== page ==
June 6, 2020 10:10:41 pm
President Donald Trump has always been a big numbers guy. He’s proved adept at taking even the grimmest numbers and giving himself a pat on the back or relying on a creative use of data to make himself look good. But his declaration that an unexpected dip in the unemployment rate marked probably “the greatest comeback in American history” was a remarkable level of hyperbole even for him.
“This is a particularly clear example of his lack of cognitive complexity,” said Brian Ott, incoming director of the communication school at Missouri State University and author of ‘The Twitter Presidency: Donald J. Trump and the Politics of White Rage.’
The Labor Department’s report on Friday that 2.5 million Americans were added to payrolls in May was clearly good news. In advance, economists had been projecting the loss of 8.3 million jobs, continuing the economic bloodletting caused by the coronavirus pandemic that has spurred the highest unemployment levels since the Great Depression.
But economists say the notion that the coronavirus-battered economy is now on a glide path to recovery glosses over some of the hard truths that American workers will face for months, if not years.
Justin Wolfers, a University of Michigan economist, notes that coronavirus pushed the economy into a massive hole and that it remains in a bad place.
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“This month’s rise in non-farm payrolls of +2.5 million is (easily!) the largest monthly rise ever recorded,” Wolfers tweeted. “But it’s still only one-eighth of last month’s monstrous decline of -20.7 million. (Also a record.)” The president’s premature claim to economic victory reflects an artful relationship with numbers that Trump has long displayed.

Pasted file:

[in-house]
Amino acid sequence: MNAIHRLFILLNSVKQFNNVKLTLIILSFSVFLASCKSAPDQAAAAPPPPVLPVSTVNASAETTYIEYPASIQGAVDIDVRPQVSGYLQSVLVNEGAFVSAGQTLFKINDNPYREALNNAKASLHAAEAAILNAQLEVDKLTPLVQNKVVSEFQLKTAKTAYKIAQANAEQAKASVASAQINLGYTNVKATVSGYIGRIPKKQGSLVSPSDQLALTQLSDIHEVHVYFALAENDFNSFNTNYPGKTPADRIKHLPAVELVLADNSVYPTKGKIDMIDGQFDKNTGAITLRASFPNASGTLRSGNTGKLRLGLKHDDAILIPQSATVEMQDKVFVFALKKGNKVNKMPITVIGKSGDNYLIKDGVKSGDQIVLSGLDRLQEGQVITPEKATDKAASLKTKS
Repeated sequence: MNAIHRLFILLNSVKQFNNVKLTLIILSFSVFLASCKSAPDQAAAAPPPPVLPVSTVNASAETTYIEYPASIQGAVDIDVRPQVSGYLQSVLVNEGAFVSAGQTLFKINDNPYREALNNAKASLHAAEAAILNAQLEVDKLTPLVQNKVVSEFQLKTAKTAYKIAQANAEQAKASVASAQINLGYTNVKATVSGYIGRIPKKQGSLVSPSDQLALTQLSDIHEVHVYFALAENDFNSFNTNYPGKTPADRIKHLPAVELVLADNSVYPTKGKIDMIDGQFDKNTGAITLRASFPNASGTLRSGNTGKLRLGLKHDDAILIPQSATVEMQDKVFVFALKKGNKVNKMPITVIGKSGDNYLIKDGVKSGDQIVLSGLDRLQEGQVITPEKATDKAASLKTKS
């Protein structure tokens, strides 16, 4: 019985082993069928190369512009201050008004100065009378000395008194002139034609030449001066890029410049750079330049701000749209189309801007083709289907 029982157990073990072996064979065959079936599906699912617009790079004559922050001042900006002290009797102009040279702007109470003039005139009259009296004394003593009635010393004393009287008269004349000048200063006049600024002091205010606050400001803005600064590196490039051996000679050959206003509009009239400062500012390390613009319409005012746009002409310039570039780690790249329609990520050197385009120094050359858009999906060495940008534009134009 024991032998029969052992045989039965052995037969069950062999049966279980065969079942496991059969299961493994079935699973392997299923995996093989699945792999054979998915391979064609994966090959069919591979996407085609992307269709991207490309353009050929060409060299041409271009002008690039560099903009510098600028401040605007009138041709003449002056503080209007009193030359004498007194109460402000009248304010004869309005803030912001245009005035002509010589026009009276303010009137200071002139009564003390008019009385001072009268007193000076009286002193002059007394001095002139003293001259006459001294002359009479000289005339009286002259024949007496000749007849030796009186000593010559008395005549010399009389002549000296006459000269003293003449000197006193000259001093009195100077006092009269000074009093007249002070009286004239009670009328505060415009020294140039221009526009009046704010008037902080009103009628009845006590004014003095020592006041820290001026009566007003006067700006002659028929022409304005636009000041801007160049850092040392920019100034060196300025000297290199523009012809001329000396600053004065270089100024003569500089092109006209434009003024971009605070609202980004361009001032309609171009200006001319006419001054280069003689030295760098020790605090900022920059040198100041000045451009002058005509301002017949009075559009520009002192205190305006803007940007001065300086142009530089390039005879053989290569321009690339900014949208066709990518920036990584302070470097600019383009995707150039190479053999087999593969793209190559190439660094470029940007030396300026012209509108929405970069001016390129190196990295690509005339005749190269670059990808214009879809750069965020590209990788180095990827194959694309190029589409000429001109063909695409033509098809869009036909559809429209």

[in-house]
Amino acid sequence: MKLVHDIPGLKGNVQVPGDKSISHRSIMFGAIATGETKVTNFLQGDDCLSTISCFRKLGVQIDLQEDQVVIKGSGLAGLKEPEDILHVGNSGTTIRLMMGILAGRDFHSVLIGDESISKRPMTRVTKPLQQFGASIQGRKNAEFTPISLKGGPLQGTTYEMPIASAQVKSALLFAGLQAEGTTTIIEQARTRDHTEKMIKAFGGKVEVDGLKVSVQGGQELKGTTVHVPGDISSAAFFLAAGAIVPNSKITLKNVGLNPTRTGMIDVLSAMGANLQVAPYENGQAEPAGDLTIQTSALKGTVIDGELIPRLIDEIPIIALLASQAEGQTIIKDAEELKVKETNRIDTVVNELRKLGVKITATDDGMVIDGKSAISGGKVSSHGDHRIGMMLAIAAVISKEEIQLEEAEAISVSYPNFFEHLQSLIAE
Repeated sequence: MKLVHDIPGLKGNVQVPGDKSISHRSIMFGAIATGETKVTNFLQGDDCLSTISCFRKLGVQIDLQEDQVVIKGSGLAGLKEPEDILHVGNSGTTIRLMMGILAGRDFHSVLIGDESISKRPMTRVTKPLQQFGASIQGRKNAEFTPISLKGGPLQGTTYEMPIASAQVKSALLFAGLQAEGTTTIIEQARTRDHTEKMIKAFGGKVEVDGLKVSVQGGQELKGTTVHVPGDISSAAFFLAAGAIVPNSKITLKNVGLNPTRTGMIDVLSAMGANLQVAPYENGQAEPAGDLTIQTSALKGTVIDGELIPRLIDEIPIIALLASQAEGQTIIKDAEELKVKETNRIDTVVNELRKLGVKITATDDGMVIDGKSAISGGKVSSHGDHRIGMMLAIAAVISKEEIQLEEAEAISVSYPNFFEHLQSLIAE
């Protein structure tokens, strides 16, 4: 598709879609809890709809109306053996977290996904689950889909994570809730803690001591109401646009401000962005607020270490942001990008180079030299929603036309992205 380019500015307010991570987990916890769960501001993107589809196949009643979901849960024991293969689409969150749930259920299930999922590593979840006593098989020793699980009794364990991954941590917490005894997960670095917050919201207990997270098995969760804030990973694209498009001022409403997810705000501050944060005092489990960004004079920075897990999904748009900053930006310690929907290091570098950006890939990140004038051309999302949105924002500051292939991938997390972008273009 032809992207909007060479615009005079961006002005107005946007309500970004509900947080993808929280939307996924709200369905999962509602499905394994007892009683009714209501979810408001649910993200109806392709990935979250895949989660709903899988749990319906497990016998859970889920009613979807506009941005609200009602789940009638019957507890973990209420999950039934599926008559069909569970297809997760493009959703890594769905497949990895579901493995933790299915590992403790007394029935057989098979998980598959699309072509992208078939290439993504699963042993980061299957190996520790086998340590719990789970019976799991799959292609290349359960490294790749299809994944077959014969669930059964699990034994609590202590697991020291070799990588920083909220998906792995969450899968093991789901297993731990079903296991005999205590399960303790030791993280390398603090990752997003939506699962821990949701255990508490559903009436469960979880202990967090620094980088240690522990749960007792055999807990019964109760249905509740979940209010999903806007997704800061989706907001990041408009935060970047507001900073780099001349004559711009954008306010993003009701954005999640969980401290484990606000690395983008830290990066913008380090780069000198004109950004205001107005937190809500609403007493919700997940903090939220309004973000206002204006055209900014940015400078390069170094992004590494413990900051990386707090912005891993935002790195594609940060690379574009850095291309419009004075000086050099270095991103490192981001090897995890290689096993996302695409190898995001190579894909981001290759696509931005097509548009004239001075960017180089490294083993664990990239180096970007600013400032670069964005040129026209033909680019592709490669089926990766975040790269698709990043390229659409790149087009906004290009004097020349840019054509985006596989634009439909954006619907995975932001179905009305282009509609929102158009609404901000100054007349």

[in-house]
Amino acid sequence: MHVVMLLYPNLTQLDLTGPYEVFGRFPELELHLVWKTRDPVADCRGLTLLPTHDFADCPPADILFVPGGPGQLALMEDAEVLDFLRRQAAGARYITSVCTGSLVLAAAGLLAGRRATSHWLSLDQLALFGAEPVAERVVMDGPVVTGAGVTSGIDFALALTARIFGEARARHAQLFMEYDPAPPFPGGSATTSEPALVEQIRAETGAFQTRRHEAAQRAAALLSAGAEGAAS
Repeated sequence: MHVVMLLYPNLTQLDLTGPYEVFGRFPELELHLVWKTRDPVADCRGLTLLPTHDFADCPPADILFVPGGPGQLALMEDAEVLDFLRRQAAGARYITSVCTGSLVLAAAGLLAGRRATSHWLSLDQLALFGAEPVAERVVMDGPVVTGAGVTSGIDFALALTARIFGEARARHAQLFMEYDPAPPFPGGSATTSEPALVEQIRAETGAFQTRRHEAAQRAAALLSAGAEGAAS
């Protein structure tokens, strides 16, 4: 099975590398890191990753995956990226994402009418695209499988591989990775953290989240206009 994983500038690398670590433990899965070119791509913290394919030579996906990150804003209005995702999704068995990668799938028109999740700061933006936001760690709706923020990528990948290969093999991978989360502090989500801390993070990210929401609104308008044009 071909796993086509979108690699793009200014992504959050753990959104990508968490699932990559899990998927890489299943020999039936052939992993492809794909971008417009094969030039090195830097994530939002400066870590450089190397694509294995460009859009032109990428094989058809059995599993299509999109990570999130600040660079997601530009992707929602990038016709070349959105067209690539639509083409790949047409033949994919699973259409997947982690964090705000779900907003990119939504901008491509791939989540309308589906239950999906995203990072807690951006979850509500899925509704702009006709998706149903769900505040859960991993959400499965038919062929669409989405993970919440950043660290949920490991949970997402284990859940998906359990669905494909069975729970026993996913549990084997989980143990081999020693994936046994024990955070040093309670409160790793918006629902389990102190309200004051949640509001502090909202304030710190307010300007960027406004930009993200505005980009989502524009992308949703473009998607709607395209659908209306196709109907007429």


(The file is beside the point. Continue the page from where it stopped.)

Trump has repeatedly responded to the still-rising American death toll from the coronavirus “exceeding 109,000” by saying that if not for his decision to restrict travel from China and Europe and other steps, the US could have lost “maybe even 2.5 million or more lives,” as he put it Friday. “Big move closing it up,” Trump offered appreciatively.
Earlier this week, Trump took to Twitter to point to a Washington Post–ABC News poll that showed Trump supporters are more enthusiastic about voting for him than are people likely to vote for likely Democratic presidential nominee, Joe Biden. Left unsaid was that the same poll showed Biden held a 10 percentage point lead among respondents as their choice in November.
Trump’s tendency to get creative with numbers started early. In his 1987 book about his rise in the New York real estate world, ‘The Art of the Deal,’ Trump wrote that a “little hyperbole never hurts.” He framed his bankruptcies as smart legal maneuvers.
“People want to believe that something is the biggest and the greatest and the most spectacular. … It’s an innocent form of exaggeration and a very effective form of promotion,” Trump wrote in his book.